'Bruce Almighty' is less than divine

It's appropriate that Jim Carrey's latest film is about a fellow imbued with the powers of God.

Carrey, several years past the golden time when he was the hottest thing in movies, is one of the film's producers. And he gave the jobs of writing and directing to his old cronies Steve Oedekerk and Tom Shadyac, who helped him perpetrate his 'Ace Ventura' comedies.

So, in making himself the closest thing in Hollywood to God Ñ a producer Ñ Carrey created 'Bruce Almighty' in his image. And lo, he found it good.

Carrey isn't exactly known for his high standards, however. In this mediocre ball of fluff, he plays a wacky TV news guy who hates his life. This being the movies, his lousy life consists of working in television and living in a very nice apartment with Jennifer Aniston. But no matter. Bruce is unhappy because he isn't an anchorman and his dog pees on his chair.

So he acts like a spoiled baby on the air and gets fired. After railing against God at the terrible unfairness of it all, God himself appears to Bruce to ask, essentially, 'Think you could do better?'

God is Morgan Freeman here, and after the full-on psycho he played in 'Dreamcatcher,' it wouldn't have been surprising if God just started smiting people right and left Ñ starting with Carrey, who certainly deserves it.

Instead of smiting anyone, God gives his powers to Bruce as a way to teach him a lesson. It's a standard plot in Hollywood comedies to teach financially secure, self-centered jerks lessons by giving them even more stuff. By the end of these movies Ñ and this one is no exception Ñ the jerks always figure out that love and kindness beat power and avarice.

This is a nice thought, even if it doesn't make any sense whatsoever: If God had given the executives at Enron Corp. some supernatural powers, would they have learned a lesson and given back everyone's money? More likely they would have created a rich-guy fortress on a magical money island, complete with gold-bearing trees and swimming pools full of euros.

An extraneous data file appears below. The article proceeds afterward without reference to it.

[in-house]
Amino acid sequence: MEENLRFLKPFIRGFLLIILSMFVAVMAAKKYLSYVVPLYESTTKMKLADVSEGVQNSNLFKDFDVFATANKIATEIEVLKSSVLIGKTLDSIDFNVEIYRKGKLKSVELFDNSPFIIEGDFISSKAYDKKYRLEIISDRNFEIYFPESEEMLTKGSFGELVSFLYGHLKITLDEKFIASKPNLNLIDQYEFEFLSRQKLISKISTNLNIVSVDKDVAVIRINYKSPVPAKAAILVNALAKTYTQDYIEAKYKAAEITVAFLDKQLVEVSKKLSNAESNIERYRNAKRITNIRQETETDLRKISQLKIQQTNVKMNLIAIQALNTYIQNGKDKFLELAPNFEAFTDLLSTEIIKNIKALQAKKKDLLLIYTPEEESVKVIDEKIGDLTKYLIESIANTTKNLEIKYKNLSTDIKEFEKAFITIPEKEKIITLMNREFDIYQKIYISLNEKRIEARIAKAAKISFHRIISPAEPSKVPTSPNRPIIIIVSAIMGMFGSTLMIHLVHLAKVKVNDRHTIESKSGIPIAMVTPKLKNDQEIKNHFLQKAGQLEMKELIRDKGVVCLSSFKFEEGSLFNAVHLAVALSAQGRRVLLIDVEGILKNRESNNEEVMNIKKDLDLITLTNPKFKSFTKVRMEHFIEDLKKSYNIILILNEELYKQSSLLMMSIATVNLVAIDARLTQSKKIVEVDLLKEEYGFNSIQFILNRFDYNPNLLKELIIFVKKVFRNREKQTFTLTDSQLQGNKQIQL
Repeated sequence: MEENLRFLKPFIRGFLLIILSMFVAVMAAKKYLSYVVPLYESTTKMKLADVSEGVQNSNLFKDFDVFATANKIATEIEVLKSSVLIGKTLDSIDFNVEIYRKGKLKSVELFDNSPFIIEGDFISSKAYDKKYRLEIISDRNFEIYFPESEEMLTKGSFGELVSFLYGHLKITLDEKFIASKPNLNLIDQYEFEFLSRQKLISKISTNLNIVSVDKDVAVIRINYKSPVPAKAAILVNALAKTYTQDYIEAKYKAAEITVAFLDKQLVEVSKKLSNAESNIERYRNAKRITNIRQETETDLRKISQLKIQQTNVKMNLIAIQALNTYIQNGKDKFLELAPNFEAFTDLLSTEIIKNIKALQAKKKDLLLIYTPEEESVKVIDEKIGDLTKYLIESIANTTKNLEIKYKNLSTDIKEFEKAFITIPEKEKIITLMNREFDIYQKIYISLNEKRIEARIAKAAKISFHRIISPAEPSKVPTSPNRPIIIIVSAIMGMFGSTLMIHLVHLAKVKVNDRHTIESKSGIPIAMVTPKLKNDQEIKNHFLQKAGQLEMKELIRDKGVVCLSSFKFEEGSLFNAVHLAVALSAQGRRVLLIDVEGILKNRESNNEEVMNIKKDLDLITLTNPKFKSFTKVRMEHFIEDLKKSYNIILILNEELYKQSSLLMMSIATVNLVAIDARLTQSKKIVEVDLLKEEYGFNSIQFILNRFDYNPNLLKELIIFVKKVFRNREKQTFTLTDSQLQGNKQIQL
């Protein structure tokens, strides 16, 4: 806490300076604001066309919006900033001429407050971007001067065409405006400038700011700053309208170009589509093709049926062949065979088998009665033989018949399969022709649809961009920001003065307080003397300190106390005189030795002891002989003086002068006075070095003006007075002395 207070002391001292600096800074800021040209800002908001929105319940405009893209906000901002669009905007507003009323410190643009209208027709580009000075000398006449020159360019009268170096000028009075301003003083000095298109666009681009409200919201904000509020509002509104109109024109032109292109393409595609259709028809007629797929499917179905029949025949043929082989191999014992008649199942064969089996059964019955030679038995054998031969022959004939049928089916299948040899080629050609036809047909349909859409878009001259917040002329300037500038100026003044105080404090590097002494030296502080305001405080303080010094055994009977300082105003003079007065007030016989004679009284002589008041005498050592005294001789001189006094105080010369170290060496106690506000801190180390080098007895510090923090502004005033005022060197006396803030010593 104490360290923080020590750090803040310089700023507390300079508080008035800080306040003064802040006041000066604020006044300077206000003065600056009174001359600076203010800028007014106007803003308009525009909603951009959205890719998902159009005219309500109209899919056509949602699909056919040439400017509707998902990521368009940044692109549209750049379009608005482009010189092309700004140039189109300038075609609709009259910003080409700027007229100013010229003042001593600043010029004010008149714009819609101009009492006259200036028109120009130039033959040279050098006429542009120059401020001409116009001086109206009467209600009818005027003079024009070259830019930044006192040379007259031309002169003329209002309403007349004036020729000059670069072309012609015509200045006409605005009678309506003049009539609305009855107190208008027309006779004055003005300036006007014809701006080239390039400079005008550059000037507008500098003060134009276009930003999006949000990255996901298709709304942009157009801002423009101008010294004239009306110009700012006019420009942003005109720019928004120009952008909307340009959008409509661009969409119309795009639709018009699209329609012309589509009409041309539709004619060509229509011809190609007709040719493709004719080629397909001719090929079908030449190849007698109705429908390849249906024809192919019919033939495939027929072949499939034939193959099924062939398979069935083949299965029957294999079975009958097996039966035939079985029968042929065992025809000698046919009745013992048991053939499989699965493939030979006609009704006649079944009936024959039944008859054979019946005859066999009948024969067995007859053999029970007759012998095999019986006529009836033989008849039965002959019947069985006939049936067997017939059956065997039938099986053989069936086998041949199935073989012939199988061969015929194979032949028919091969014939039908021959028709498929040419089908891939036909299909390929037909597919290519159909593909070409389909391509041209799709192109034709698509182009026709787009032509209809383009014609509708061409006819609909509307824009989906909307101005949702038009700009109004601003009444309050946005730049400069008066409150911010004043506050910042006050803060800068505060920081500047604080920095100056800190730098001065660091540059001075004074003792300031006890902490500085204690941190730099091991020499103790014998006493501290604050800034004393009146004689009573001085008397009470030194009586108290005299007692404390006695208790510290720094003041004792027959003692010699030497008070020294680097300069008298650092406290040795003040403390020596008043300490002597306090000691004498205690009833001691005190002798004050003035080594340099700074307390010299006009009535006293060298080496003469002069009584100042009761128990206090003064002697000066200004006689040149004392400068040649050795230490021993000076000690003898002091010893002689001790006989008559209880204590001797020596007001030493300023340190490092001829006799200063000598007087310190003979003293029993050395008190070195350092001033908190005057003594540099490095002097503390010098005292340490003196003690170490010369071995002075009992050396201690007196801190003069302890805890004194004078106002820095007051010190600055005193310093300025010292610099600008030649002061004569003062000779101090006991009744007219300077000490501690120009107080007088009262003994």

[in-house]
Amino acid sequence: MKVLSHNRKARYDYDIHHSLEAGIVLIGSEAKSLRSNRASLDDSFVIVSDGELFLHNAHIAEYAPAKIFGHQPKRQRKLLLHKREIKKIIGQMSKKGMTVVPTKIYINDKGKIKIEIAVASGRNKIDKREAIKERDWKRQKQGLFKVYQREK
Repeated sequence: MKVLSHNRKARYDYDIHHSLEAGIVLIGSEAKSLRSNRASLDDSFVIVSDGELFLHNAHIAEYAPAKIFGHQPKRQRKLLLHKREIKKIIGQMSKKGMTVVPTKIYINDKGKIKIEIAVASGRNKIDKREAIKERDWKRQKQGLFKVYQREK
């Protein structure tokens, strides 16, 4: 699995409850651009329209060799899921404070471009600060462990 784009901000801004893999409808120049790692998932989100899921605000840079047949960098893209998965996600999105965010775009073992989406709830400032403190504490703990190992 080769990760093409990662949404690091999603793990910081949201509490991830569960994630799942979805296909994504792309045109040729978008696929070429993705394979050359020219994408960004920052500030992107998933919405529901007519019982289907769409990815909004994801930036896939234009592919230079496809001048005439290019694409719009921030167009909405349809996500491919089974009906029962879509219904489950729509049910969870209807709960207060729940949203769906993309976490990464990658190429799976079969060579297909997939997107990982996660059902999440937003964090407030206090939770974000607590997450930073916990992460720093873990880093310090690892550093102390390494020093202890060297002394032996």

To the writers' credit, Bruce reacts to getting God's powers exactly the way one would expect: He brings forth a hot car for himself, makes his dog use the toilet and gives his girlfriend larger breasts. He also maneuvers his way into the anchor spot at the TV station by sabotaging his competition (Steve Carell).

Throughout all of this, Carrey flails, mugs and contorts like a hyperactive child. There's something sad in the way Carrey overacts in his own film while surrounded by better actors who are actually trying to serve the movie. Aniston, given little to do as the girlfriend, shows herself to have a far greater gift for comedy as she deliberately underplays opposite Carrey's desperate thrashings. And Carell, so good on television's 'The Daily Show,' finesses one genuinely amusing scene when Bruce causes him to speak in tongues during a news broadcast.

'Bruce Almighty' is the sort of film that people file into mindlessly and leave two hours later imagining themselves 'entertained' because they weren't bored. But the absence of boredom is not the same thing as entertainment Ñ and no matter how much Carrey flings himself about the screen like a convulsive monkey, it doesn't make 'Bruce Almighty' into a good comedy.

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